Pongo Project Journal

Sharing stories of our work with teens
Jun 18
Family: A Hand-Woven Tapestry of Memories

This is the second of four blogs by Pongoite Adrienne Johanson for the Seattle Public Library teen blog ("Push to Talk ") during April, Poetry Month.

by Adrienne Johanson

I am a writing mentor with the Pongo Teen Writing Project, and also a psychotherapist. Often young people write with Pongo about their family, in a way that reminds me of a complicated tapestry -- a tapestry that includes remembered and unremembered experiences, all of which can affect a person's current feelings and questions about life.

We are defined by many things throughout our lives, as our brain ceaselessly accumulates snapshots of people and events that influence us. We might say we "can't remember" certain things, but our brains are incredible devices, and often what we can't consciously recall is subtly encoded in us -- in our preferences (our choice of hairstyle or career aspirations), our reactions to sensory stimuli (loving the smell of Shalimar but not Patchouli), and even in our muscles (sudden shoulder tension or butterflies in our stomach). Our brains are writing all the time, whether we know it or not.

In the brain's meticulous catalog of snapshots lies the family album, things we remember about the people we call family, and things we may have a hard time remembering at times, including thoughts and feelings affiliated with them.

Because Pongo works with teens in shelters, inpatient hospitals, and detention centers, we write with poets who are temporarily or permanently separated from their families. It makes a lot of sense why the family album is often at the forefront of their minds. The writing process of poets exploring familial relationships becomes a hand-woven tapestry of both conscious and unconscious memories. And when these writers begin to dig in and explore the subtleties they ask very specific questions (e.g., Why do I cringe at mac-and-cheese? Why do I think dahlias are the flower of love and not roses?). As suggested in the previous blog on loss (Loss: A Shape-Shifter), their unique answers to these questions often create new meanings, help them define their life, and name or rename the tapestry of family.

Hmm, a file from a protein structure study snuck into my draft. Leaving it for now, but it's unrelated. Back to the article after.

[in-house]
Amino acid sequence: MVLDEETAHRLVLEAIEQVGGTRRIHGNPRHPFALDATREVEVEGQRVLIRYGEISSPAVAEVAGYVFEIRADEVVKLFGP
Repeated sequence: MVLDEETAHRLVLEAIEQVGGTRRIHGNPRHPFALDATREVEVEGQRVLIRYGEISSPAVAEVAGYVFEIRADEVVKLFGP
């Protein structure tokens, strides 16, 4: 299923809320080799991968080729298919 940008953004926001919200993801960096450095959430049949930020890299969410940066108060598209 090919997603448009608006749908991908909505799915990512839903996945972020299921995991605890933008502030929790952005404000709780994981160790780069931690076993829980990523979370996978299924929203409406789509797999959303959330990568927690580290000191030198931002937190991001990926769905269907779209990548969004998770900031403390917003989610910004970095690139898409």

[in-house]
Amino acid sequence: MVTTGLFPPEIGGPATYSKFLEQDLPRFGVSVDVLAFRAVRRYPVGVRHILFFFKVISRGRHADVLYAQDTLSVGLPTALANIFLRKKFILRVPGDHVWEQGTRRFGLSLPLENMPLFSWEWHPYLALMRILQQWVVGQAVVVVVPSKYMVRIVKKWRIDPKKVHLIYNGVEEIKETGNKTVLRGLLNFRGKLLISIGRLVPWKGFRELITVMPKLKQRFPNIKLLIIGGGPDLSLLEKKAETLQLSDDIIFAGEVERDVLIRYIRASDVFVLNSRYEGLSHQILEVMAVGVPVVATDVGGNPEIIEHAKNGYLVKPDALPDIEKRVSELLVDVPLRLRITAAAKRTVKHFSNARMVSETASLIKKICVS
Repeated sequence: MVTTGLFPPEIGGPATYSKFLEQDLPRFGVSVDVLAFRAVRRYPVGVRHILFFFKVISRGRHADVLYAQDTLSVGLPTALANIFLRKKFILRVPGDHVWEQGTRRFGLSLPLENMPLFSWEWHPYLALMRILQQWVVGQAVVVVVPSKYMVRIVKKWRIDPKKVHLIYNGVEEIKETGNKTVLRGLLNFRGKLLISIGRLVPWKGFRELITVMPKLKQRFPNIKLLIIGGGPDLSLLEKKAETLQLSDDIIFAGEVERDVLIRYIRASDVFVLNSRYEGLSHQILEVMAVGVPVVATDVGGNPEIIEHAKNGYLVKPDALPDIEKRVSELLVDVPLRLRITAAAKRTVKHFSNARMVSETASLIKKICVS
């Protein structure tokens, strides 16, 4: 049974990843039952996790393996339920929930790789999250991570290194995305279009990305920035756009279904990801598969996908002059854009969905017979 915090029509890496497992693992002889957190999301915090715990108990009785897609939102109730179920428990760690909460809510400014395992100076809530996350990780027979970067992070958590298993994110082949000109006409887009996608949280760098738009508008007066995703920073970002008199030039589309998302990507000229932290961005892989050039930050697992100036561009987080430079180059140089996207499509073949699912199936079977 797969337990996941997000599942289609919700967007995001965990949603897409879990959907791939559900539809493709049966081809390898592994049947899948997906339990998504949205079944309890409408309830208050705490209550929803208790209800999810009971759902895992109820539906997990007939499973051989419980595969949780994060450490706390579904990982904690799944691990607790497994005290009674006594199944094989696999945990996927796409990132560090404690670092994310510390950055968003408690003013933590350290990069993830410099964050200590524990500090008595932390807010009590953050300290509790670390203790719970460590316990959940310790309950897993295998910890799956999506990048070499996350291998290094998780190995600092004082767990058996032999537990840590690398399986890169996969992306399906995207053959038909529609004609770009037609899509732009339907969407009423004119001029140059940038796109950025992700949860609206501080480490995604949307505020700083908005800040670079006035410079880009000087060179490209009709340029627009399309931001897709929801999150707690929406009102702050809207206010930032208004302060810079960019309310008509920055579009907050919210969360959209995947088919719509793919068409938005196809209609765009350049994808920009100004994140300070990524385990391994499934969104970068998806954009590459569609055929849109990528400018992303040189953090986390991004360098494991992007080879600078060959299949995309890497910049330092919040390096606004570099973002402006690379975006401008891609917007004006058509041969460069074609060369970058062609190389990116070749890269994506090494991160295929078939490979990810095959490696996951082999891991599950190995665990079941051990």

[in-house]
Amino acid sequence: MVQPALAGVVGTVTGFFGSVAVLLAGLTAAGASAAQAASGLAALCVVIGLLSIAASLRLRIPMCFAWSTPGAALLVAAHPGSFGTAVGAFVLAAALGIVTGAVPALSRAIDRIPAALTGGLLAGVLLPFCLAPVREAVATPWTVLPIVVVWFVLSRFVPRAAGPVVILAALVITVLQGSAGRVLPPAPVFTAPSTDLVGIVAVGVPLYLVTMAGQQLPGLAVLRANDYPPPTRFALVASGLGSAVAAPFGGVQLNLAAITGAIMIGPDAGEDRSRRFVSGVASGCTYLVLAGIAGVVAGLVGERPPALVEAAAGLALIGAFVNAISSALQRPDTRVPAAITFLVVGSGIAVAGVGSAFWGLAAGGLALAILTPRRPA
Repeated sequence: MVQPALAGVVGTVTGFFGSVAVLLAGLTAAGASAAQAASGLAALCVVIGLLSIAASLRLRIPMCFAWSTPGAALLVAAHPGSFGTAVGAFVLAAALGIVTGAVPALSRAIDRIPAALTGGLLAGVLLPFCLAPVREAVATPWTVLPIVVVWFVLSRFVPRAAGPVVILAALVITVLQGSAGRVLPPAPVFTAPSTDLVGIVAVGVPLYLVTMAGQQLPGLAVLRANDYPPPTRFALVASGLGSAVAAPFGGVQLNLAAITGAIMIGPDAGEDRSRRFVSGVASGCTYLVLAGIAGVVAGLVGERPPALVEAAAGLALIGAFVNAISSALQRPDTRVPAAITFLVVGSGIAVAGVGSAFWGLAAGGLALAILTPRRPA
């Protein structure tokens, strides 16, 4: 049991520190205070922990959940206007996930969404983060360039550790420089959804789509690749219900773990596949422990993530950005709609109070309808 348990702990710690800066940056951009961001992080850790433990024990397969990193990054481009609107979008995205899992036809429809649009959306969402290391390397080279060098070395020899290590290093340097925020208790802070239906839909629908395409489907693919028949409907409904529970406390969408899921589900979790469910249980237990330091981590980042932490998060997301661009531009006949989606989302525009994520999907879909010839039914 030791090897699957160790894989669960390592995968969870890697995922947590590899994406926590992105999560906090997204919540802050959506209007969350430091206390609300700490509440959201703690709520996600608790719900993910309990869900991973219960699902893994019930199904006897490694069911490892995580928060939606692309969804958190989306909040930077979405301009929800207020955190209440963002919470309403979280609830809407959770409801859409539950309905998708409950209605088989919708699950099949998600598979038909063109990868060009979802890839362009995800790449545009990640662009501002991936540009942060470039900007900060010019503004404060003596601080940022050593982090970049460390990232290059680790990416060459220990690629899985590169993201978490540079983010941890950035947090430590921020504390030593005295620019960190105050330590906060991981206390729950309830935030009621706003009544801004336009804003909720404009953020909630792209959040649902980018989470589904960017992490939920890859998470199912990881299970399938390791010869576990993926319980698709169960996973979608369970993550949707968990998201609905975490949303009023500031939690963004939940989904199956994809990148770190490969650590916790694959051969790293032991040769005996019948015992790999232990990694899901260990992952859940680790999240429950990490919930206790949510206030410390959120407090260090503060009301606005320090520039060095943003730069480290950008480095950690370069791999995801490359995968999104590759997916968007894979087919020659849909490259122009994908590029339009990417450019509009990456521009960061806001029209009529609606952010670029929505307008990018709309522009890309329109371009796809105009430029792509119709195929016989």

Two Pongo writing activities that help poets write about family are I Just Thought You Should Know and Where I Come From .

Two great examples of teen writing about family are "Grizzly-LifeJacket-Tornado-Dandelion," in which a girl writes about the strength of her mother, and "Lonely," in which a girl writes about conflict in her family.


Grizzly-LifeJacket-Tornado-Dandelion
by a young woman, age 16

I hope that someday I can be as strong as my mother
My mother is as strong as a bull ramming into its next opponent

My mother is always ready to recover from the past and look forward to the future
The past has been one of a refugee, mother of seven, abandoned by her husband, no schooling – With every reason to give up, she didn’t

She has always been my backbone, always there when my world was as empty as a well

She keeps my head above the water of my own sorrows, like a life jacket 

My mom can be as strong as a tornado, sucking in everyone’s troubles and making them feel small
compared to what she went through, setting the troubles down as destroyed as
an old building

Pay attention to my mother’s lessons, she can see into the future

If I could go back I would listen to all her warnings and lectures that I didn’t think would help

My mother can be strong in ways you don’t expect

She can be as strong as a dandelion breaking through the sidewalk,
and when I talk with her she blows all my sorrows away like spores, making me believe I can also break the cement

My mother’s strength can be gentle

She can be as gentle as a grizzly bear with her young – quick to scare away predators but even quicker to comfort 

If I could change one thing, I would be the wind to the dandelion, carrying away her sorrows


Lonely
by a young woman, age 14

Now my house is gloomy
there is no cable, it’s really quiet
everyday there’s arguing.
 
Back then, my mom had a job
and she always made sure
we had everything we needed.
She made dinner
she made sure we got out of the house
and did things.
 
She used to treat us really good
and equally.
But after she went to jail
she couldn’t find a job.
She’s miserable
and takes her anger out on me.